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Mounting a case for defence

Date

Jesse Hogan

Swan Heath Grundy training at the SCG.

Swan Heath Grundy training at the SCG. Photo: Ben Rushton

LUKE Hodge is not the type of player prone to denigrating opponents. Nevertheless, the Hawthorn captain's description this week of looming grand final opponent Sydney's defence as ''solid'' was a significant understatement.

For all the midfield riches the season's top two teams possess, both have also benefited significantly from the area where they seem most bereft of stars: defence.

The likes of Grant Birchall and Ben Stratton for the Hawks and Heath Grundy and Alex Johnson for the Swans have been bigger contributors than their public profiles would indicate.

Hawthorn defender Grant Birchall in action.

Hawthorn defender Grant Birchall in action. Photo: Sebastian Costanzo

The Hawks' master spoiler Josh Gibson has belatedly earned some public recognition for his good form, although he insisted yesterday that was largely due to continuity among he and the other defenders.

''It's been really good this year. We've had guys consistently play a lot of footy together, and over the past few years we've had injuries down there,'' Gibson said. ''Just being able to play so much together, working out each other's game styles and being predictable to one another has made my job and some of the other defenders' jobs a lot easier.''

Across the season, Hawthorn's defence has typically comprised Gibson, Birchall, Stratton, Ryan Schoenmakers, Matt Suckling and Brent Guerra. Sydney's has comprised Grundy, Johnson, Marty Mattner, Rhyce Shaw, Nick Smith and new All-Australian Ted Richards.

The Hawks' first-choice back six has missed only 10 matches between them, which will increase to 11 on Saturday as Guerra remains sidelined with a hamstring injury. The Swans' incumbent defenders have missed only five between them.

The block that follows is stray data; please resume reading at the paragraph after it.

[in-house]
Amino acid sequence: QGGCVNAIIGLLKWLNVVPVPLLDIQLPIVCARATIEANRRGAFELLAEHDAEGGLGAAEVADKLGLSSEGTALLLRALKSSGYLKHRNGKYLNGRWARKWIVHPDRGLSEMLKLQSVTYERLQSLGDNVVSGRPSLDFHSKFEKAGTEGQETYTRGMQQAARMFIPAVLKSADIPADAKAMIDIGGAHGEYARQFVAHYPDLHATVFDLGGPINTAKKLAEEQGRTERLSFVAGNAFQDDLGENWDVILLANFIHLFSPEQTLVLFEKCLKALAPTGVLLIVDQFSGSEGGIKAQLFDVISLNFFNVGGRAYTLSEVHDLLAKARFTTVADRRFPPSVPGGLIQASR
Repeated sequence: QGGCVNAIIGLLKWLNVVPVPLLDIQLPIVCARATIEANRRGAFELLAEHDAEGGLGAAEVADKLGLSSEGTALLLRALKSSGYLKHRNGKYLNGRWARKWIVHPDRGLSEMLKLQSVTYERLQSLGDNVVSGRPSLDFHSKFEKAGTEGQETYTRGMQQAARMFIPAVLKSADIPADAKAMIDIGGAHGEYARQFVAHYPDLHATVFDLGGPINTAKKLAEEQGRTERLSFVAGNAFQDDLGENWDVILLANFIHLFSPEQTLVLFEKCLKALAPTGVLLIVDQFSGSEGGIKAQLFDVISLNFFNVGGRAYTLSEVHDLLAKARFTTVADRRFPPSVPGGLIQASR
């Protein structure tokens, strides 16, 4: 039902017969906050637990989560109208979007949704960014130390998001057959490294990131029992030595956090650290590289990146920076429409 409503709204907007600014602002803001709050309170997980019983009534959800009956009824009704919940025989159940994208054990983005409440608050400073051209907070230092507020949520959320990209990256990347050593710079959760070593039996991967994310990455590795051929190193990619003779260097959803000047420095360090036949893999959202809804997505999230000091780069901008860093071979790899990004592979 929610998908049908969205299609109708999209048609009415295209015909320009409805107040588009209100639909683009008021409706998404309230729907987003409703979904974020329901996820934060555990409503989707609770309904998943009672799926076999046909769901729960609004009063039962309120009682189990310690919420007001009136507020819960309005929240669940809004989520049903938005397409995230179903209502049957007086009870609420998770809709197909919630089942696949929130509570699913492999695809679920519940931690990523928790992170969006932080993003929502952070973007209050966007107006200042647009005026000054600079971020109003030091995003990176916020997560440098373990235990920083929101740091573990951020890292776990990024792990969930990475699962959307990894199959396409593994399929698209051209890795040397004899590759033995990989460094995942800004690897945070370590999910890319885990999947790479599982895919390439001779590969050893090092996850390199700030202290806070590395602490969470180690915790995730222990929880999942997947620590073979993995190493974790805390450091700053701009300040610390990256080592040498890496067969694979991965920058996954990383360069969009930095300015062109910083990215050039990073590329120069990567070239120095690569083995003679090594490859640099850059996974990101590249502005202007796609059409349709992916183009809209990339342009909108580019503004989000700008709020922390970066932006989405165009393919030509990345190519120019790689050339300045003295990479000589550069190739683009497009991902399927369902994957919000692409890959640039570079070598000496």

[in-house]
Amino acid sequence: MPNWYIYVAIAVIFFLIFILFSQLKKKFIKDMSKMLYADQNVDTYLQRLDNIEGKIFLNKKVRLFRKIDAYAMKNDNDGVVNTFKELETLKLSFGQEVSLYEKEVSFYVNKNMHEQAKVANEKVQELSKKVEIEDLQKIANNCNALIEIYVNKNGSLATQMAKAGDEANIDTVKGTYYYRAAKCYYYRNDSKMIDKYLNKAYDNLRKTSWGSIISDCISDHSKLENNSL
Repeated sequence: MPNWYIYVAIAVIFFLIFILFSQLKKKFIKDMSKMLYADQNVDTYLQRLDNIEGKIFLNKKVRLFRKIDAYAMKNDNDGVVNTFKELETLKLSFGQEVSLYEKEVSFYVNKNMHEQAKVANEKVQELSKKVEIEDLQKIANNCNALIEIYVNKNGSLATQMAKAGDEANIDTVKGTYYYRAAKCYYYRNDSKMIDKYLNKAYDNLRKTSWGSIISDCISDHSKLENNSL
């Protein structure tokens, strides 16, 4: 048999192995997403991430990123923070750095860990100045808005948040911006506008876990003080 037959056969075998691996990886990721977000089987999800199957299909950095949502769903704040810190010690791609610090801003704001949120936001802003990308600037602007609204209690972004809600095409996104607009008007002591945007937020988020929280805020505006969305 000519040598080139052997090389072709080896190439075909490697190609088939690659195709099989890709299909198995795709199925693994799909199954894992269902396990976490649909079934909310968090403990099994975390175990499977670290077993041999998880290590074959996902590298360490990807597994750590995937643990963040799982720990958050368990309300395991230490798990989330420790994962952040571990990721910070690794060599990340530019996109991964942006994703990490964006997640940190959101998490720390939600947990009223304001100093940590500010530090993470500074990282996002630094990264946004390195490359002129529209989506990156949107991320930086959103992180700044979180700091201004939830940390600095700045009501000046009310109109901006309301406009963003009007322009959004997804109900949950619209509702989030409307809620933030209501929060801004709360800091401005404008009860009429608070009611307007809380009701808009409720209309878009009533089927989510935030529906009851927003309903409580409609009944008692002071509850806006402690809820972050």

Significantly, neither team has gone into a match this season with more than one of its first-choice defenders unavailable.

Hawthorn has been the best team at denying its opponent's inside-50 entries, allowing an average of 46 (although much of that credit must go to its midfielders). It also ranks third-best for scores against (average of 80) and has allowed its opponents to score from only 48 per cent of inside-50 entries, enough for a No. 7 ranking.

Sydney officially boasts the league's stingiest defence, with its opponents scoring on average only 73 points. The Swans are also the most effective at repelling attacks, with only 42 per cent of the inside-50 concessions resulting in scores to their opposition.

What makes both top-ranking achievements more significant is that the Swans are ninth for denying inside-50 entries with 50, meaning they face an average of four more forward thrusts per match than the Hawks but nullify them more effectively. In the Hawks' win at Sydney in round 22, Gibson had only four possessions and one mark, season lows for both, yet still proved his worth with 15 spoils.

Gibson's ability to regularly thwart inside-50 entries has triggered rivals to tweak their game styles to thwart him, largely by avoiding long kicks to packs and by having his immediate opponent draw him away from play.

While Gibson's primary focus is on beating his opponent rather than boosting personal statistics, he is willing to risk leaving his opponents to help a teammate.

''You want to be able to chop-out for your teammates whenever you can. That's not just for me, that goes for anyone in the side,'' he said. ''It's always nerve-racking when you leave your man, you've got to back your judgment and just make sure that if you get there that you impact, so it [the ball] doesn't fall to your man.''

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